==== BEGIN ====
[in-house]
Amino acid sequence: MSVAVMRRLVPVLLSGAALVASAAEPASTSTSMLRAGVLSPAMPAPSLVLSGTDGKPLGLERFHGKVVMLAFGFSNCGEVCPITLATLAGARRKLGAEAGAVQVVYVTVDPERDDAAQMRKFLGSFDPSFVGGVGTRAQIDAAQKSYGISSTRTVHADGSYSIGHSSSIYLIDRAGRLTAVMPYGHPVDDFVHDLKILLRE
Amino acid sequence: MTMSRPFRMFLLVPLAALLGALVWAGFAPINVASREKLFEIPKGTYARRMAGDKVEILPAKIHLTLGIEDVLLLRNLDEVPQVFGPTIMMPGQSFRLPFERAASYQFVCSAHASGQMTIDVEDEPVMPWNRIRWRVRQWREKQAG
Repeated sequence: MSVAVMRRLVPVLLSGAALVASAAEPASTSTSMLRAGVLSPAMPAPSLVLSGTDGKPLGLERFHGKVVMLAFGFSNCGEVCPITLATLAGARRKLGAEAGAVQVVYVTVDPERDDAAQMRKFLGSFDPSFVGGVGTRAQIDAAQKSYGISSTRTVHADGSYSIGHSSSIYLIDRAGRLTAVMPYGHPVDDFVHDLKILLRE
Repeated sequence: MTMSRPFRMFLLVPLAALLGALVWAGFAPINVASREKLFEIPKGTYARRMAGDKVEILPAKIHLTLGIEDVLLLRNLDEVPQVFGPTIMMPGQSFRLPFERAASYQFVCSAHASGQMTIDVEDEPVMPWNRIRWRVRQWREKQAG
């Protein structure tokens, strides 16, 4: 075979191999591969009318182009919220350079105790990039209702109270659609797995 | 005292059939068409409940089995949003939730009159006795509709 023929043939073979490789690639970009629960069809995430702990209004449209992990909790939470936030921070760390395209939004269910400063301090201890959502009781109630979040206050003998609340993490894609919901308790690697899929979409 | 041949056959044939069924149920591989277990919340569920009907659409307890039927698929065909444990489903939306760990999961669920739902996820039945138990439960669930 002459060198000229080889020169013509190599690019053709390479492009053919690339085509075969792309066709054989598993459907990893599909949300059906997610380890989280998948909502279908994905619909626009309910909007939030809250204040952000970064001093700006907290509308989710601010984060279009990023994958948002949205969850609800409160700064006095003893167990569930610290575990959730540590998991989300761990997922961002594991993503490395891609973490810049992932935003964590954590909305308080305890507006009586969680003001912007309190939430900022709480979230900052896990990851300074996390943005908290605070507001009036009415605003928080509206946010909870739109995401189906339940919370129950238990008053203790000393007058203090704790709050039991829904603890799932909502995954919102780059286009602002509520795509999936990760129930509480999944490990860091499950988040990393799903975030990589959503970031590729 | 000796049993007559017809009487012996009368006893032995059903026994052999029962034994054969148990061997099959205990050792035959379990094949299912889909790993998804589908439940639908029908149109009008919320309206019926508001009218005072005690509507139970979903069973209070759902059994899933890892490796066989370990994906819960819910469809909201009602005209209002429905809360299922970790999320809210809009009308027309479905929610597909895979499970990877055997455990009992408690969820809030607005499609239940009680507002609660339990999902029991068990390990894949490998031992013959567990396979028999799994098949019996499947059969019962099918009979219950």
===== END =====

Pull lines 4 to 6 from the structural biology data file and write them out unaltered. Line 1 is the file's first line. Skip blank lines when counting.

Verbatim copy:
Repeated sequence: MSVAVMRRLVPVLLSGAALVASAAEPASTSTSMLRAGVLSPAMPAPSLVLSGTDGKPLGLERFHGKVVMLAFGFSNCGEVCPITLATLAGARRKLGAEAGAVQVVYVTVDPERDDAAQMRKFLGSFDPSFVGGVGTRAQIDAAQKSYGISSTRTVHADGSYSIGHSSSIYLIDRAGRLTAVMPYGHPVDDFVHDLKILLRE
Repeated sequence: MTMSRPFRMFLLVPLAALLGALVWAGFAPINVASREKLFEIPKGTYARRMAGDKVEILPAKIHLTLGIEDVLLLRNLDEVPQVFGPTIMMPGQSFRLPFERAASYQFVCSAHASGQMTIDVEDEPVMPWNRIRWRVRQWREKQAG
């Protein structure tokens, strides 16, 4: 075979191999591969009318182009919220350079105790990039209702109270659609797995 | 005292059939068409409940089995949003939730009159006795509709 023929043939073979490789690639970009629960069809995430702990209004449209992990909790939470936030921070760390395209939004269910400063301090201890959502009781109630979040206050003998609340993490894609919901308790690697899929979409 | 041949056959044939069924149920591989277990919340569920009907659409307890039927698929065909444990489903939306760990999961669920739902996820039945138990439960669930 002459060198000229080889020169013509190599690019053709390479492009053919690339085509075969792309066709054989598993459907990893599909949300059906997610380890989280998948909502279908994905619909626009309910909007939030809250204040952000970064001093700006907290509308989710601010984060279009990023994958948002949205969850609800409160700064006095003893167990569930610290575990959730540590998991989300761990997922961002594991993503490395891609973490810049992932935003964590954590909305308080305890507006009586969680003001912007309190939430900022709480979230900052896990990851300074996390943005908290605070507001009036009415605003928080509206946010909870739109995401189906339940919370129950238990008053203790000393007058203090704790709050039991829904603890799932909502995954919102780059286009602002509520795509999936990760129930509480999944490990860091499950988040990393799903975030990589959503970031590729 | 000796049993007559017809009487012996009368006893032995059903026994052999029962034994054969148990061997099959205990050792035959379990094949299912889909790993998804589908439940639908029908149109009008919320309206019926508001009218005072005690509507139970979903069973209070759902059994899933890892490796066989370990994906819960819910469809909201009602005209209002429905809360299922970790999320809210809009009308027309479905929610597909895979499970990877055997455990009992408690969820809030607005499609239940009680507002609660339990999902029991068990390990894949490998031992013959567990396979028999799994098949019996499947059969019962099918009979219950």